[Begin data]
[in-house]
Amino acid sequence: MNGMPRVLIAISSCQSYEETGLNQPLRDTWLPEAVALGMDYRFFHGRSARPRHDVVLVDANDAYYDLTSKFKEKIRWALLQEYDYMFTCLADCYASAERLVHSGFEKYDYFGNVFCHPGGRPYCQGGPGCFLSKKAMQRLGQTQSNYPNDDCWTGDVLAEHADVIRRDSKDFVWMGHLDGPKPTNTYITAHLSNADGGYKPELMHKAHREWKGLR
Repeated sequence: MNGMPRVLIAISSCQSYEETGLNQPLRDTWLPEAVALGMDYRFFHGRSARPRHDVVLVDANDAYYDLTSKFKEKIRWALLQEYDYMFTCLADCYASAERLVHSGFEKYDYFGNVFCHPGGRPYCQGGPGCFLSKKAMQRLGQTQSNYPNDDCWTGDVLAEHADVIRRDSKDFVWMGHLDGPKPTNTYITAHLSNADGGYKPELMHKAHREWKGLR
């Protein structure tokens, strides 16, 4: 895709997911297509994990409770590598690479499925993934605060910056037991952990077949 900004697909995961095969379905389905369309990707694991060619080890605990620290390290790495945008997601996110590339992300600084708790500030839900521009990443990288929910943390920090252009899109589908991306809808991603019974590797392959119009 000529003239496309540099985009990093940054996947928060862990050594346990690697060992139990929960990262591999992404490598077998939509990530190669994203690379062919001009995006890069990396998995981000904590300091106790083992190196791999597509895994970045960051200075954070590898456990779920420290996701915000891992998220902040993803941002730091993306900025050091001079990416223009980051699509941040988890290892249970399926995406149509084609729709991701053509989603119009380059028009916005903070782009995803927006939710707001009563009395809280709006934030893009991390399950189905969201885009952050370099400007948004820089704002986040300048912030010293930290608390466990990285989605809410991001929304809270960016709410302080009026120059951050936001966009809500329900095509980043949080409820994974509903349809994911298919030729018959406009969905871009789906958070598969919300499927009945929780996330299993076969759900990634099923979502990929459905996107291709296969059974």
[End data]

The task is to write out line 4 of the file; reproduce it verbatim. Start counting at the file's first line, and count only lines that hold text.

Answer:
């Protein structure tokens, strides 16, 4: 895709997911297509994990409770590598690479499925993934605060910056037991952990077949 900004697909995961095969379905389905369309990707694991060619080890605990620290390290790495945008997601996110590339992300600084708790500030839900521009990443990288929910943390920090252009899109589908991306809808991603019974590797392959119009 000529003239496309540099985009990093940054996947928060862990050594346990690697060992139990929960990262591999992404490598077998939509990530190669994203690379062919001009995006890069990396998995981000904590300091106790083992190196791999597509895994970045960051200075954070590898456990779920420290996701915000891992998220902040993803941002730091993306900025050091001079990416223009980051699509941040988890290892249970399926995406149509084609729709991701053509989603119009380059028009916005903070782009995803927006939710707001009563009395809280709006934030893009991390399950189905969201885009952050370099400007948004820089704002986040300048912030010293930290608390466990990285989605809410991001929304809270960016709410302080009026120059951050936001966009809500329900095509980043949080409820994974509903349809994911298919030729018959406009969905871009789906958070598969919300499927009945929780996330299993076969759900990634099923979502990929459905996107291709296969059974």